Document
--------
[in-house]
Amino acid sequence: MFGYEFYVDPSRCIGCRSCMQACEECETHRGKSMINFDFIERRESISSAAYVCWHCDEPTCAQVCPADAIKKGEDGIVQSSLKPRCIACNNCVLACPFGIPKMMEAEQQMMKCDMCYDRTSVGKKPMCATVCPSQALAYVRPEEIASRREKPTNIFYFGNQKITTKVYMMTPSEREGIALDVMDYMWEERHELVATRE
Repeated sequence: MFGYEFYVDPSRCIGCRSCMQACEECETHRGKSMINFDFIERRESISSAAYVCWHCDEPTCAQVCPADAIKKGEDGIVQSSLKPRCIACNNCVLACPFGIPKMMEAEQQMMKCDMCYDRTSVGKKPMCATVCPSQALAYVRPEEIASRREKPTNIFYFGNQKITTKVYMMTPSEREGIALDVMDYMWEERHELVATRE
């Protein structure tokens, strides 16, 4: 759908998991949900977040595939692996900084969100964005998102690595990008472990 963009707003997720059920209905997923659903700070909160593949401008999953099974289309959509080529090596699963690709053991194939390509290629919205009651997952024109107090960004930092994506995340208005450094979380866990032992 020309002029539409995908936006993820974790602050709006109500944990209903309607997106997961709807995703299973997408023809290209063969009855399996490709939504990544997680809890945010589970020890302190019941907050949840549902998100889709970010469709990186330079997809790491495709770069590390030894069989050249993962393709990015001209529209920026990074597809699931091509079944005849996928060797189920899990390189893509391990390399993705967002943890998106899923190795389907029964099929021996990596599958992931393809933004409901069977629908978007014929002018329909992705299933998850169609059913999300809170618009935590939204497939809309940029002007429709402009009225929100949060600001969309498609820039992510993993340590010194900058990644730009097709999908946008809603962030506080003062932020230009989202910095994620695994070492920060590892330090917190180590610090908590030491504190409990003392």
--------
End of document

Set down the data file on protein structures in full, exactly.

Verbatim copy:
[in-house]
Amino acid sequence: MFGYEFYVDPSRCIGCRSCMQACEECETHRGKSMINFDFIERRESISSAAYVCWHCDEPTCAQVCPADAIKKGEDGIVQSSLKPRCIACNNCVLACPFGIPKMMEAEQQMMKCDMCYDRTSVGKKPMCATVCPSQALAYVRPEEIASRREKPTNIFYFGNQKITTKVYMMTPSEREGIALDVMDYMWEERHELVATRE
Repeated sequence: MFGYEFYVDPSRCIGCRSCMQACEECETHRGKSMINFDFIERRESISSAAYVCWHCDEPTCAQVCPADAIKKGEDGIVQSSLKPRCIACNNCVLACPFGIPKMMEAEQQMMKCDMCYDRTSVGKKPMCATVCPSQALAYVRPEEIASRREKPTNIFYFGNQKITTKVYMMTPSEREGIALDVMDYMWEERHELVATRE
């Protein structure tokens, strides 16, 4: 759908998991949900977040595939692996900084969100964005998102690595990008472990 963009707003997720059920209905997923659903700070909160593949401008999953099974289309959509080529090596699963690709053991194939390509290629919205009651997952024109107090960004930092994506995340208005450094979380866990032992 020309002029539409995908936006993820974790602050709006109500944990209903309607997106997961709807995703299973997408023809290209063969009855399996490709939504990544997680809890945010589970020890302190019941907050949840549902998100889709970010469709990186330079997809790491495709770069590390030894069989050249993962393709990015001209529209920026990074597809699931091509079944005849996928060797189920899990390189893509391990390399993705967002943890998106899923190795389907029964099929021996990596599958992931393809933004409901069977629908978007014929002018329909992705299933998850169609059913999300809170618009935590939204497939809309940029002007429709402009009225929100949060600001969309498609820039992510993993340590010194900058990644730009097709999908946008809603962030506080003062932020230009989202910095994620695994070492920060590892330090917190180590610090908590030491504190409990003392």